CHILDREN as young as seven could be taught how to deal with stress, anxiety and depression to tackle escalating mental health problems, The News can reveal.
Portsmouth education and health bosses want to team up and ensure pupils in primary and secondary schools don’t develop problems – and also want to tackle social media’s influence over the lives of young people.
In the old days, students would be able to escape, not take issues home with them and start the next day afresh. Now young people are able to chat 24 hours a day. They are on Facebook in the middle of the night.Council director of children’s services, Alison Jeffery
It comes as the prime minister yesterday unveiled a package of reforms to support the most vulnerable in society – with an emphasis on schools playing a greater role in supporting children – and plough millions of pounds of cash into services changing lives.
Portsmouth’s mental health strategy – which education leaders had been working on prior to the government announcements – could see low mood, anxiety and stress discussed in classrooms as part of existing PSHE learning, a planned programme helping young people develop fully as individuals.
The aim is also to tackle Facebook bullies.
A ‘tough love’ approach could see children who have fallen out talk out their problems with each other to help mend broken relationships.
Schools could be told to better promote online ‘self-help’ resources and a ‘peer-mentor scheme’ would see students support each other with mental health issues.
Council director of children’s services Alison Jeffery said: ‘It’s about helping children to see the consequences of their actions, take responsibility and have their voice heard.’
She added: ‘One of the things people worry about is social media.
‘In the old days, students would be able to escape, not take issues home with them and start the next day afresh.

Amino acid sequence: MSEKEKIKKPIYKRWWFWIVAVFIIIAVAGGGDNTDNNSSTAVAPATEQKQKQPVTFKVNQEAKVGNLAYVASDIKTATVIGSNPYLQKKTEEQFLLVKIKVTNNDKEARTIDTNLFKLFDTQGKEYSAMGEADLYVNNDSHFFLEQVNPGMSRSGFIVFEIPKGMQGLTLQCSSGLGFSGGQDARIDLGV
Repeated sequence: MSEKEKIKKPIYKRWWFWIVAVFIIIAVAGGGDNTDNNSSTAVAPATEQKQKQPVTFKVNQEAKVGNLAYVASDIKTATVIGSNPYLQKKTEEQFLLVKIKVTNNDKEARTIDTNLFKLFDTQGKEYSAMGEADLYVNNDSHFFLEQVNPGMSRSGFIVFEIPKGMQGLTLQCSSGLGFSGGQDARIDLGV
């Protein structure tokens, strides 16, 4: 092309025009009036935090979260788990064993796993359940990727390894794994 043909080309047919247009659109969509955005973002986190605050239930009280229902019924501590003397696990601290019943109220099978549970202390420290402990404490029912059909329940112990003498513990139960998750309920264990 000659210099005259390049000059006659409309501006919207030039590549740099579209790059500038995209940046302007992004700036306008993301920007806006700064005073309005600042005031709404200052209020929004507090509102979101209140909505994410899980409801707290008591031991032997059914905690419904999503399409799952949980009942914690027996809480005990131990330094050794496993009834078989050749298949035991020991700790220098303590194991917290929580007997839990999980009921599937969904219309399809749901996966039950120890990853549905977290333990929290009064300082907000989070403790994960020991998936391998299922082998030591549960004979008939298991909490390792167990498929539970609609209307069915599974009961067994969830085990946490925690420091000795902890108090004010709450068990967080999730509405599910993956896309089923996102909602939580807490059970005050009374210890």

‘Now young people are able to chat 24 hours a day.
‘They are on Facebook in the middle of the night. That chat can raise anxiety and make them self-conscious.’
Welcoming the city’s work, which has been put together in a report set to be agreed upon at a later date, Richard Barritt, chief executive of Solent Mind, said: ‘Children need access to good quality, mental health services, but it’s important from the point of prevention.
‘If we can step in at an early stage and address mental health issues, then that is a whole lot better than a person having to wait for a diagnosis and for treatment.’
Civic leaders have praised the renewed approach to tackling mental health problems.
Tory education boss, Councillor Neill Young said: ‘Our young people are growing up in a fast-paced world and any assistance that we can offer to help build their resilience is always welcome.
‘It’s great that this there’s a national focus on improving mental health for young people.
‘It’s something which we are committed to working on with families and schools in the city.’
Portsmouth South MP Flick Drummond said: ‘Here in Portsmouth there is a big demand for help. It is estimated that there are 8,940 children with mental health problems. More must be done to help them.’
Fareham MP Suella Fernandes said: ‘It is a shameful injustice for people to suffer in silence.
‘For too long, the stigma and the dangerous disregard of mental health issues as secondary to physical health has destroyed lives.’
A key measure of the government’s plan is the offer of mental health first aid training in secondary schools – a course that teaches people how to understand and help a person who may be developing a mental health issue.
A £15m national fund will provide alternatives to hospital visits, such as ‘crisis cafes’ and community clinics.
Mental health groups back the local and national pledges to keep people on track – but say they await more detail.
Mr Barritt of Solent Mind, which supports around 500 people a year in the Portsmouth area, said: ‘The devil is in the detail. We like to be a little cautious in welcoming announcements about funding, because too often, when it goes down into the local economy, funding finds its way to something else and that’s particularly been the case with mental health in the past.
‘But there is some good stuff here, which we would welcome, particularly parity of esteem.
‘Mental health shouldn’t be the easiest target for cuts, but regarded as the equivalent of physical health in terms of the priority it needs.’